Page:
Saturday, September 17, 2016


As I was writing about my 21st Favorite Disney villain, I thought that I might as well perhaps review a Disney film. Only instead of it being one of their famous animated films, I'm going to dive into the obscure corner of the franchise, and review one of their package films that came out during the 40s. This is...

Image result for Disney's Fun and fancy free poster

Unlike package films like "Make Mine Music" or the famous big budgeted "Fantasia" as each film would contain various cartoons centering on music as its theme. This one would only contain two (like the later package film "The Adventures Of Ichabod and Mr.Toad") which are "Bongo" and "Mickey and the Beanstalk". And even though the shorts featured in the film aren't that obscure since they had been shown individually countless times on TV and straight to home video release (especially the short "Mickey and the Beanstalk"), the film that ties them together is. Mainly because it hasn't been re-released as constantly as the other films made during that Era. Do these shorts work better off on their own, or do the work well together; ON WITH THE REVIEW!

Before I start with the first short "Bongo", I just want to let you know that I will also be reviewing the scenes that help tie these shorts together. And the crazy thing about the in-between scenes of the film that combine both shorts is they're not told by one narrator, but two, as Jiminy Cricket just wanders around and stops by to hear the stories that lead into each cartoon. But the crazier part about it all is, just when you think Jiminy is the star and focus of the scenes in between the shorts, the film then suddenly pushes him out of the way to randomly have a different host take the spotlight away from him (will talk about him later), as Jiminy just pretty much sits around doing and saying practically nothing. So instead of me just reviewing the scenes outside the two shorts as a whole, I'm going to divide them into separate reviews since they are both taken over by a different host, as well as them having an almost completely different feel and style.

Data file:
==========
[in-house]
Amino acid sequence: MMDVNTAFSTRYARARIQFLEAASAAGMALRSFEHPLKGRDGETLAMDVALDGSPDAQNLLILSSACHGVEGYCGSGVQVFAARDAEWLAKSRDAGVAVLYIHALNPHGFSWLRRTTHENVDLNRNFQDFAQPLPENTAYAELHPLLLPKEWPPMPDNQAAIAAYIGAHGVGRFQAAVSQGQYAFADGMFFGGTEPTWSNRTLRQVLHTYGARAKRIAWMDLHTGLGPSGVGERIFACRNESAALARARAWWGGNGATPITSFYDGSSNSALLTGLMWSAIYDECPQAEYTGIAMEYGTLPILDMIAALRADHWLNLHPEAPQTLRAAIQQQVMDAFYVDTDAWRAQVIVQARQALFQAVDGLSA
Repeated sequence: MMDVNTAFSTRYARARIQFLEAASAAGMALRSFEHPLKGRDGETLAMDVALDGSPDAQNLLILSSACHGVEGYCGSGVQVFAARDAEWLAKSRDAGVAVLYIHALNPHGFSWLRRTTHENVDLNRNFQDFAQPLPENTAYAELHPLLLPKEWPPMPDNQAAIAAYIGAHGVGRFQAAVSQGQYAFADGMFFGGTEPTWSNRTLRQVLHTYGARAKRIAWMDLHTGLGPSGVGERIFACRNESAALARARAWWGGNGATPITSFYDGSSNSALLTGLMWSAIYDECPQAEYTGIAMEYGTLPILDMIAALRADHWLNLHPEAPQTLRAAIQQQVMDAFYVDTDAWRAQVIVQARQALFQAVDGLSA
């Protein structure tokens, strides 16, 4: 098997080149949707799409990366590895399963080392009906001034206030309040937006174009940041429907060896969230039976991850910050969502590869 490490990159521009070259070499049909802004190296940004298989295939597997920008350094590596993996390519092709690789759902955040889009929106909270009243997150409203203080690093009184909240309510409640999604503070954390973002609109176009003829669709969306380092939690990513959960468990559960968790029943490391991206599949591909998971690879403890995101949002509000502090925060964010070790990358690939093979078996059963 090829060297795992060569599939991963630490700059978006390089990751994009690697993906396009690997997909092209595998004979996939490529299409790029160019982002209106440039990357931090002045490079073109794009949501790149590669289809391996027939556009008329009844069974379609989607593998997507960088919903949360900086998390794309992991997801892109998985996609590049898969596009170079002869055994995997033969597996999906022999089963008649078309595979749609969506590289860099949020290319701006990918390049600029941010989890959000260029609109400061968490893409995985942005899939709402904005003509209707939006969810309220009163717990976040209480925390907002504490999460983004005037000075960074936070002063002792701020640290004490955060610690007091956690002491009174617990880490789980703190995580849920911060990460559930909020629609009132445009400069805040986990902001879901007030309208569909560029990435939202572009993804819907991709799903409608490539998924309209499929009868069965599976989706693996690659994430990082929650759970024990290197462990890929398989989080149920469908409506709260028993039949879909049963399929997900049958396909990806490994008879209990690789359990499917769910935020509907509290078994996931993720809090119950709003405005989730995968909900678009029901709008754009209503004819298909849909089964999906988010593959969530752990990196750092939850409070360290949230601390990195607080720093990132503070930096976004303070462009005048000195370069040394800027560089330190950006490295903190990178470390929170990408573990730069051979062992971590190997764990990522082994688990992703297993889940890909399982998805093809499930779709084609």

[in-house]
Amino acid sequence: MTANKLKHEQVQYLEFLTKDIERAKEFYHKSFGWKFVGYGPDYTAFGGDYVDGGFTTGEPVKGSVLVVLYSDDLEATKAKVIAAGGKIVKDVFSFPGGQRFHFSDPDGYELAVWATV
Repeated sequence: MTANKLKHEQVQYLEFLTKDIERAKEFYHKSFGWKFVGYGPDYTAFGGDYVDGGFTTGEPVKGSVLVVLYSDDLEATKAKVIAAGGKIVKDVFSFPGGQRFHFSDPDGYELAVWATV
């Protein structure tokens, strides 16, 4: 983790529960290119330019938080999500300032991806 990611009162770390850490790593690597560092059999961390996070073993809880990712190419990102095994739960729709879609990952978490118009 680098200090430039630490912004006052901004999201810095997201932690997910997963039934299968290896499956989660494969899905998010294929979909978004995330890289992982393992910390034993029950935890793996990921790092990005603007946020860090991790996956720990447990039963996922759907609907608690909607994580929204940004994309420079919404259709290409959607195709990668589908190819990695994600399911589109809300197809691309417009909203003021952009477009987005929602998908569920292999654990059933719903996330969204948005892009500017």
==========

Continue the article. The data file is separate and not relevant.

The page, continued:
Image result for Fun and fancy free Jiminy Cricket

The scenes that serve as bookends for the first short film "Bongo" involve Jiminy Cricket, who waltzes around in a fancy home without a care in the world. He eventually stumbles upon a Doll and a Teddy Bear that look sad, so to make them feel just as happy as he is, he plays a record of the story of "Bongo" that's narrated and sung by Dinah Shore. The first two songs that are featured in the film back to back are the film's title song sung by a choir,  and "I'm A Happy-Go-Lucky Fellow" sung by Jiminy Cricket which are upbeat tunes that bring you into that happy and carefree vibe that almost makes you feel like a kid again. But as welcoming as the two songs are, they’re unfortunately not too memorable or catchy either. Cliff Edwards reprises the role as the famous Cricket who originated in "Pinocchio" and he's just as sweet and enjoyable as he was in his film debut. We also get to see him briefly interact with the fish Cleo, which is a nice little cameo. As for the excuse of why the story of "Bongo" is being told, it does feel very weak, almost as if Disney didn't know how to connect "Bongo" with Jiminy Cricket. But its pretty cute seeing Jiminy try to cheer up sad looking dolls, who then smile when the story is over. Though I do find it kind of creepy that these dolls can change expression, despite that they're not actually alive. But I suppose that's Disney logic for you. And besides that's nothing as creepy compared to what the film has to offer later on.

The bookends to the "Bongo" segment aren't anything special, but it’s still cute to watch Jiminy enjoy himself and roam around in the house as he sings and interacts with the animals and toys around him.



 Image result for Bongo Disney

Our first short is about a circus Bear named Bongo who hates living in the Circus for how poorly he's being treated, despite the praise that he gets from audiences everywhere. Wishing to be out in the wild where no one can tell him what to do, Bongo breaks out of the circus train to live in the forest. At first he has trouble adapting to his new surroundings, but things get better for him when he meets a female bear named Lulubelle. The two instantly fall in love with each other, but Bongo immediately has a romantic rival named Lumpjaw who is the biggest bear in the forest. Things only get worse when Lulubelle slaps Bongo in the face a few times, and runs off with Lumpjaw, which breaks Bongo's heart, until he discovers that a slap in the face is the way of a bear showing their love and affection.